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The US Commission on International Religion Freedom slammed Bangladesh for continuing persecution of minority Hindus. It also urged the Bush administration to get Dhaka to ensure protection of religious freedom and minority rights before the next national elections in January.
In a new report titled 'Policy Focus on Bangladesh', released on Capitol Hill last week, the USCIRF, an independent, bipartisan federal agency funded by the US Congress, said that since its last election, 'Bangladesh has experienced growing violence by religious extremists, intensifying concerns expressed by the countries religious minorities'.
It noted that 'Hindus are particularly vulnerable in a period of rising violence and extremism, whether motivated by religious, political or criminal factors, or some combination'.
The commission, includes one South Asian American, former New York solicitor general Preeta Bansal, now an attorney with the New York-headquartered Skadden Arps, Slate, Meagher and From.
'The position of Hindus has multiple disadvantages: perceived identification with India, an alleged preference for one of Bangladesh's two major political parties, and religious beliefs abhorred by Muslim fundamentalists', it noted.
The report said that in many instances, 'such violence appears aimed at encouraging Hindus to flee in order to seize their property in what is a desperately land-poor country'.
It recalled that during and immediately after Bangladesh's Parliamentary election in October 2001, 'there were numerous reports of illegal land seizures, arson, extortion, sexual assault, and intimidation of religious minority group members, particularly Hindus'.
The report, drawn up after commission members, including Bansal, visited Bangladesh, said that 'minority group representatives and human rights groups with whom the commission met ascribed these attacks to armed militant groups or to partisans of the Bangladesh Nationalist Party, which is led by Prime Minister Khaleda Zia.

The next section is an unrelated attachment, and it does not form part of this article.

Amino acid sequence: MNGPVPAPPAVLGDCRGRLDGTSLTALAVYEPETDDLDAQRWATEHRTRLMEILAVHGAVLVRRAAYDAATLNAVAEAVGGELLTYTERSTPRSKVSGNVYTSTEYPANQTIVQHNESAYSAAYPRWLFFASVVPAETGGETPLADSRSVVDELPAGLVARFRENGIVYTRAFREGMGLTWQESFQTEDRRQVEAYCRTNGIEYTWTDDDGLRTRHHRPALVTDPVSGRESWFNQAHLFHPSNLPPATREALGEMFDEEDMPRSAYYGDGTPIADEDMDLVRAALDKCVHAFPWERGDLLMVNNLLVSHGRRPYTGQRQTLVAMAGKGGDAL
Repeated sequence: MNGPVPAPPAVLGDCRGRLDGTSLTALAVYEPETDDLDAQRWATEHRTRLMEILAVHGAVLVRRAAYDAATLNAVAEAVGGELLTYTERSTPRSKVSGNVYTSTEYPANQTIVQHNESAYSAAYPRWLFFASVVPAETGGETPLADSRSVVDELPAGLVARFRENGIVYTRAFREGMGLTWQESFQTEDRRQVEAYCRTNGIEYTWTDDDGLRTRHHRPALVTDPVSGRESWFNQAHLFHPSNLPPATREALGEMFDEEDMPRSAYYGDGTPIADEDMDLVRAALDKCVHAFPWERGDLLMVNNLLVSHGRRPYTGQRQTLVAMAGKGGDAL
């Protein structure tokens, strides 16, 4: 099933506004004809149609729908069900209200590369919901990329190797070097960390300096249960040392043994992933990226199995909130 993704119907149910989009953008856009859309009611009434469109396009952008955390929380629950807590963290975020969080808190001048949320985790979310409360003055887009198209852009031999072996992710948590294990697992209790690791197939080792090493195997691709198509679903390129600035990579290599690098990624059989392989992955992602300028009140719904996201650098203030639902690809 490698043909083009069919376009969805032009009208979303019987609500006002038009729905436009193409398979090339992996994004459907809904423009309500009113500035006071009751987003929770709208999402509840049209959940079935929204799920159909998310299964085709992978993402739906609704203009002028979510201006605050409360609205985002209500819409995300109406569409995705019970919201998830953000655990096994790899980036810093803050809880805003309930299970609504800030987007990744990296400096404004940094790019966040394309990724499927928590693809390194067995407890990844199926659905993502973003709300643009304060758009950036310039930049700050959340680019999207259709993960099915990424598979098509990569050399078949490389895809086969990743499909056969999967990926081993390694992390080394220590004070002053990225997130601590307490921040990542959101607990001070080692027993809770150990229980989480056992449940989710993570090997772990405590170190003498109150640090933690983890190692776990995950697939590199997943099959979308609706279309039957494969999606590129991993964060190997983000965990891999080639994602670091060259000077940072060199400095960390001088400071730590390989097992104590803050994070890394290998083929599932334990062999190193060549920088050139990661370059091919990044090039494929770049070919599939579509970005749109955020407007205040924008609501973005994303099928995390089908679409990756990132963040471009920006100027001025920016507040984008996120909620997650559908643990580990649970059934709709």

'As Hindus and other non-Muslims are popularly perceived to favor the Awami League, intimidating Hindu voters was viewed as a way to help to the BNP and its Islamic allies in the elections', it stated.
The Commission warned the lack of accountability for crimes reported against minority groups in the previous election promoted an atmosphere of impunity and for a renewal of violence against Hindus and other non-Muslims in the upcoming election.
It said that during meetings with the commission, Hindus said they feared political manipulation of voter registration process that could have them excluded from voter rolls. They said government representatives administering the process overlooked minority neighborhoods.
'Hindu leaders with whom the commission met also described problems their children faced in gaining access to religious education in their own religion, as is supposed to be the case in Bangladesh's public education system', the report said.
The commission urged the Bush administration to 'face up to the seriousness of the threat facing Bangladesh and to lead the international community in monitoring the January 2007 elections'.
It also called on Washington to urge Dhaka to prevent anti-minority violence during the election and to encourage the Bangladesh government to address religious extremism and violence.
The Hindu American Foundation applauded the report and commended the commission on the recommendations it submitted to the administration. The commission had invited the HAF as a respondent at a meeting it convened on Capital Hill to coincide with the report's release.
Ishani Chowdhury, HAF's executive director, told rediff.com the commission's policy brief reiterates the foundation's concern about the situation of the minority Hindus in Bangladesh.